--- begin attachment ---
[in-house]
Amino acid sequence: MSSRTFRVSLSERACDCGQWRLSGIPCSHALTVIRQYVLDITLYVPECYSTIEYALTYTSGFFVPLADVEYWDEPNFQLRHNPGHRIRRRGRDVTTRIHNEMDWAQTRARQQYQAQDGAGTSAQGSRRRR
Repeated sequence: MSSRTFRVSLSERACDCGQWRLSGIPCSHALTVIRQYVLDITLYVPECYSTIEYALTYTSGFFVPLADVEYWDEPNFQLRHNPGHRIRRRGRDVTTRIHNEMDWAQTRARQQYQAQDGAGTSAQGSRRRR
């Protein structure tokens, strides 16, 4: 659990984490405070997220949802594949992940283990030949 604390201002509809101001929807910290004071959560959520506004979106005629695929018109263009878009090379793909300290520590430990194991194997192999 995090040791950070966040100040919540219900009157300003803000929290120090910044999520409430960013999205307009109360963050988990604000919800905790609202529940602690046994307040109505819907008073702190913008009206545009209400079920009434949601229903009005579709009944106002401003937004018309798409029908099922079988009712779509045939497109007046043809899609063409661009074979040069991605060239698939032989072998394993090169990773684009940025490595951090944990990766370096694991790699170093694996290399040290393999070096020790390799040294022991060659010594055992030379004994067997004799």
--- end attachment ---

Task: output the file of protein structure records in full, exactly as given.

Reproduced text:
[in-house]
Amino acid sequence: MSSRTFRVSLSERACDCGQWRLSGIPCSHALTVIRQYVLDITLYVPECYSTIEYALTYTSGFFVPLADVEYWDEPNFQLRHNPGHRIRRRGRDVTTRIHNEMDWAQTRARQQYQAQDGAGTSAQGSRRRR
Repeated sequence: MSSRTFRVSLSERACDCGQWRLSGIPCSHALTVIRQYVLDITLYVPECYSTIEYALTYTSGFFVPLADVEYWDEPNFQLRHNPGHRIRRRGRDVTTRIHNEMDWAQTRARQQYQAQDGAGTSAQGSRRRR
């Protein structure tokens, strides 16, 4: 659990984490405070997220949802594949992940283990030949 604390201002509809101001929807910290004071959560959520506004979106005629695929018109263009878009090379793909300290520590430990194991194997192999 995090040791950070966040100040919540219900009157300003803000929290120090910044999520409430960013999205307009109360963050988990604000919800905790609202529940602690046994307040109505819907008073702190913008009206545009209400079920009434949601229903009005579709009944106002401003937004018309798409029908099922079988009712779509045939497109007046043809899609063409661009074979040069991605060239698939032989072998394993090169990773684009940025490595951090944990990766370096694991790699170093694996290399040290393999070096020790390799040294022991060659010594055992030379004994067997004799």